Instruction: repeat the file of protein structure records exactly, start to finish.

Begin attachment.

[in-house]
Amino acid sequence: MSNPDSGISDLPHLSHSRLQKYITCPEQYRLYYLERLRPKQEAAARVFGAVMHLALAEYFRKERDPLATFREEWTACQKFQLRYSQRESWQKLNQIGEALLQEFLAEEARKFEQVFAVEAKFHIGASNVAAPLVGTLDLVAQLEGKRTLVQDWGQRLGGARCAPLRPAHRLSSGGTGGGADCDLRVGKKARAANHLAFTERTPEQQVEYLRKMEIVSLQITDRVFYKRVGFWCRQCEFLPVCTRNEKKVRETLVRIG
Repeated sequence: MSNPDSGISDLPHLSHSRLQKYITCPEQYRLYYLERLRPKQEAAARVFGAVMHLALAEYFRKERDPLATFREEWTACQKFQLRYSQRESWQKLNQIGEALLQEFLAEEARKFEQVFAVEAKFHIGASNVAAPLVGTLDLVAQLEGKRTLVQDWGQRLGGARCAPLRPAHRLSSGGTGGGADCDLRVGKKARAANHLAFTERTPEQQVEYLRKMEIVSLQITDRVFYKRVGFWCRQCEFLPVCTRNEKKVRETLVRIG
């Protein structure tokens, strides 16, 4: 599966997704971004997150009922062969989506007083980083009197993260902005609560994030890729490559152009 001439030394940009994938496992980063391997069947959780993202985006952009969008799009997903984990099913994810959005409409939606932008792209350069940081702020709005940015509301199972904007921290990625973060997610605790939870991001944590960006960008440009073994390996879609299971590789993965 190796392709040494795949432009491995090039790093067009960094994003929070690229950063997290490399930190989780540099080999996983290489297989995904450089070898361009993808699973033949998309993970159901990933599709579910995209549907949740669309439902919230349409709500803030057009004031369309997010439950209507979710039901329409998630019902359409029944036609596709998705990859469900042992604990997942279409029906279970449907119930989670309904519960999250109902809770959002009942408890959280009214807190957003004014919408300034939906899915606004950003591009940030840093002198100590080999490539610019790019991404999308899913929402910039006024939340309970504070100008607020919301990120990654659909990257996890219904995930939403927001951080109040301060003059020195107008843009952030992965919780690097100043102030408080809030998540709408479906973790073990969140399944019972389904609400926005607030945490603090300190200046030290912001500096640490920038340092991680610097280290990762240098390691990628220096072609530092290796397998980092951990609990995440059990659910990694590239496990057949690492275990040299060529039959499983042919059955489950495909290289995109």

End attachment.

[in-house]
Amino acid sequence: MSNPDSGISDLPHLSHSRLQKYITCPEQYRLYYLERLRPKQEAAARVFGAVMHLALAEYFRKERDPLATFREEWTACQKFQLRYSQRESWQKLNQIGEALLQEFLAEEARKFEQVFAVEAKFHIGASNVAAPLVGTLDLVAQLEGKRTLVQDWGQRLGGARCAPLRPAHRLSSGGTGGGADCDLRVGKKARAANHLAFTERTPEQQVEYLRKMEIVSLQITDRVFYKRVGFWCRQCEFLPVCTRNEKKVRETLVRIG
Repeated sequence: MSNPDSGISDLPHLSHSRLQKYITCPEQYRLYYLERLRPKQEAAARVFGAVMHLALAEYFRKERDPLATFREEWTACQKFQLRYSQRESWQKLNQIGEALLQEFLAEEARKFEQVFAVEAKFHIGASNVAAPLVGTLDLVAQLEGKRTLVQDWGQRLGGARCAPLRPAHRLSSGGTGGGADCDLRVGKKARAANHLAFTERTPEQQVEYLRKMEIVSLQITDRVFYKRVGFWCRQCEFLPVCTRNEKKVRETLVRIG
């Protein structure tokens, strides 16, 4: 599966997704971004997150009922062969989506007083980083009197993260902005609560994030890729490559152009 001439030394940009994938496992980063391997069947959780993202985006952009969008799009997903984990099913994810959005409409939606932008792209350069940081702020709005940015509301199972904007921290990625973060997610605790939870991001944590960006960008440009073994390996879609299971590789993965 190796392709040494795949432009491995090039790093067009960094994003929070690229950063997290490399930190989780540099080999996983290489297989995904450089070898361009993808699973033949998309993970159901990933599709579910995209549907949740669309439902919230349409709500803030057009004031369309997010439950209507979710039901329409998630019902359409029944036609596709998705990859469900042992604990997942279409029906279970449907119930989670309904519960999250109902809770959002009942408890959280009214807190957003004014919408300034939906899915606004950003591009940030840093002198100590080999490539610019790019991404999308899913929402910039006024939340309970504070100008607020919301990120990654659909990257996890219904995930939403927001951080109040301060003059020195107008843009952030992965919780690097100043102030408080809030998540709408479906973790073990969140399944019972389904609400926005607030945490603090300190200046030290912001500096640490920038340092991680610097280290990762240098390691990628220096072609530092290796397998980092951990609990995440059990659910990694590239496990057949690492275990040299060529039959499983042919059955489950495909290289995109």